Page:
Mathletics case study: Heidelberg International School, GermanyPosted on 11th Oct 2017 in School News, Mathematics Tweet
The introduction of Mathletics at Heidelberg International School has ensured that pupils are given the right level of work and make rapid progress.
About the school
Heidelberg International School (HIS) in Germany is an independent, co-educational day school.
The majority of pupils are American and German but the school caters for over 40 different nationalities.
In 2007, it became an International Baccalaureate (IB) World School and for the last two years the school has achieved a 100% pass rate for the IB Diploma, compared to a world average of 80%. HIS is proud of the fact that its pupils have been awarded a high proportion of the highly prized bilingual diplomas.
Currently the school provides for 220 children aged 4-18. Classes are small and, in keeping with the IB philosophy, teachers encourage a spirit of enquiry, so in some lessons pupils ask rather than answer questions.
Previous students are pursuing degrees all over the world in a wide range of disciplines including medicine, international law, business management, art and design, biosciences, IT and computer science.
The challenges faced
Up until grade 10, there is no streaming in mathematics. Teachers will have the widest range of abilities in some groups, from children who are academically weak to those who are gifted and talented. While the school does not admit students with serious learning difficulties, it does have children who need some form of learning support so differentiation is the backbone of many lessons.
There is some parental pressure too. Many of the parents have high-level jobs and are keen to track their child’s achievements. Consequently, the school needed an online resource which would provide detailed, reliable data without taking up too much teacher time.
Thanks to Mathletics’ award winning interactive site, pupils at HIS are given just the right level of work and make rapid progress.
Joylene Vette-Guillaume heard about Mathletics in 2006 and was keen to try it because of recommendations from other teachers in international schools. She has found it to be an excellent solution, especially suitable for students in middle school where it is used in class, for homework and for special maths-themed days.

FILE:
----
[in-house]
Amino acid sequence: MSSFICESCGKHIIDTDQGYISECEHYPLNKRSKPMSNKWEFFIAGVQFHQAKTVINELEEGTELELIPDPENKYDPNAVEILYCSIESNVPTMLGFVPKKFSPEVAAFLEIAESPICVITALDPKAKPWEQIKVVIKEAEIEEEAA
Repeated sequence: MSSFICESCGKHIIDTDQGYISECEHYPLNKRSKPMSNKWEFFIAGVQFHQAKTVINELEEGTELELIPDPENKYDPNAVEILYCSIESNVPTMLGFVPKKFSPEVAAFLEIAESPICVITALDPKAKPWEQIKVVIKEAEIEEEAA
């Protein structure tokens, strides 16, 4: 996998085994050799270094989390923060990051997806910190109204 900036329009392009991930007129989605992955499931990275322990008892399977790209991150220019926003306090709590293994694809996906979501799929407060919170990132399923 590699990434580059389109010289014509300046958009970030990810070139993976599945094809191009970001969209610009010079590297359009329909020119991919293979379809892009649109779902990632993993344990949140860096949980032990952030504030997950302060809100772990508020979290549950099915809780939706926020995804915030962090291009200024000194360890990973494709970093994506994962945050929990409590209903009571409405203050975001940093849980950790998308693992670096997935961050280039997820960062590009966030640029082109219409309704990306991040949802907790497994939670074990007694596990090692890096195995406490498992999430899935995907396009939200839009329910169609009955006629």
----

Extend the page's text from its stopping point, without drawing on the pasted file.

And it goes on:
The computer provides a private space where pupils focus on the tasks they have been set and do not necessarily know what others are doing. This ensures that those pupils who are engaged in lower level work do not become disheartened. “We can be sure everyone is working at an appropriate level and that less able pupils do not lose their motivation.”
Mathletics ensures pupils can’t lose their work and staff, pupils and parents can go online and check progress. This means pupils do not slip through the net.
Mathletics has proved to be a very engaging resource for pupils at Heidelberg International School. It has motivated children to practise and build their mathematical knowledge. Teachers find that pupils are becoming more confident and showing a positive attitude towards maths.
Mathletics has proved especially beneficial for the minority of students who struggle with writing and organisational skills. John, a grade 6 student, rarely completed his homework. He was very disorganised and never seemed to have a note of the assignment he should be working on. Mathletics solved the problem. He would go onto his computer at home and click on the set work and, because the program provides instant feedback, he was motivated to complete every piece of work his teacher had set.
Good resources help staff as much as the students and one feature Joylene particularly likes is the Mathletics introduction where teachers quickly learn how to set up their own course: “Even colleagues who are not IT confident find this very straightforward,” she said. “They can pick individual elements and make up a unit that will work for their class.”
One of her favourite features in Mathletics is the eBooks, an extensive library of printable resources for pupils and teachers. ‘These workbooks are really comprehensive. I have never come across handouts which are so good for developing concepts for pupils.”
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